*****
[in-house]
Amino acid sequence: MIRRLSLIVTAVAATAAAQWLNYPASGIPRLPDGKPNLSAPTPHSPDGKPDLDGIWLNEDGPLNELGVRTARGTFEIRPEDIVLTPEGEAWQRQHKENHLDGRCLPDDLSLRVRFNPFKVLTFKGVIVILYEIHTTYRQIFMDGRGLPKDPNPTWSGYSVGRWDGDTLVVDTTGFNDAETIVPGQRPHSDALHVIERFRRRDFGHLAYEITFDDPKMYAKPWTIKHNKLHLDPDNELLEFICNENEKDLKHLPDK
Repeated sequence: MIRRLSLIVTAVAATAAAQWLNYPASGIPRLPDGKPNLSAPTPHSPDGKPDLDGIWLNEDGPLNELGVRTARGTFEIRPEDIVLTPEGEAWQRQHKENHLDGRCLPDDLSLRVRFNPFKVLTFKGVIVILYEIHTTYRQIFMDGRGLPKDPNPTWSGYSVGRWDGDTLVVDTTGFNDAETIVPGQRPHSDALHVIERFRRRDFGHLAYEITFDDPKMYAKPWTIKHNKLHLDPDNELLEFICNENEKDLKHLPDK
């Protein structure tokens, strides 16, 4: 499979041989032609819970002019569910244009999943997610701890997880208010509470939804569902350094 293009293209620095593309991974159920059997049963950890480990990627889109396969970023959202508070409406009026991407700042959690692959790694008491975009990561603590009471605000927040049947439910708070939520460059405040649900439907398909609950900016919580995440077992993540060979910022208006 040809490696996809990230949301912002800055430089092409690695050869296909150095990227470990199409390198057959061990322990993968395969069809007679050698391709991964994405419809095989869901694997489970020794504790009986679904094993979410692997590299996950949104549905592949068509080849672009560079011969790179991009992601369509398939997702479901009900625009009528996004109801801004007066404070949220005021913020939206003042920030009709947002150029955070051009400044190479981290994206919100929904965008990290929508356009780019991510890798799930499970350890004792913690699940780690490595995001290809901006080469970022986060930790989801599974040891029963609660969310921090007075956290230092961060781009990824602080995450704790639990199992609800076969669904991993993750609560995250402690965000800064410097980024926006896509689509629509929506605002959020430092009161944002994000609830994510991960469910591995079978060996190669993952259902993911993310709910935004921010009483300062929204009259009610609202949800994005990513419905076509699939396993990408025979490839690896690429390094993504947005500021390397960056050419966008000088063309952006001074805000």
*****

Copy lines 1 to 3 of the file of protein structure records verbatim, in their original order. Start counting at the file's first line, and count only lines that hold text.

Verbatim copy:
[in-house]
Amino acid sequence: MIRRLSLIVTAVAATAAAQWLNYPASGIPRLPDGKPNLSAPTPHSPDGKPDLDGIWLNEDGPLNELGVRTARGTFEIRPEDIVLTPEGEAWQRQHKENHLDGRCLPDDLSLRVRFNPFKVLTFKGVIVILYEIHTTYRQIFMDGRGLPKDPNPTWSGYSVGRWDGDTLVVDTTGFNDAETIVPGQRPHSDALHVIERFRRRDFGHLAYEITFDDPKMYAKPWTIKHNKLHLDPDNELLEFICNENEKDLKHLPDK
Repeated sequence: MIRRLSLIVTAVAATAAAQWLNYPASGIPRLPDGKPNLSAPTPHSPDGKPDLDGIWLNEDGPLNELGVRTARGTFEIRPEDIVLTPEGEAWQRQHKENHLDGRCLPDDLSLRVRFNPFKVLTFKGVIVILYEIHTTYRQIFMDGRGLPKDPNPTWSGYSVGRWDGDTLVVDTTGFNDAETIVPGQRPHSDALHVIERFRRRDFGHLAYEITFDDPKMYAKPWTIKHNKLHLDPDNELLEFICNENEKDLKHLPDK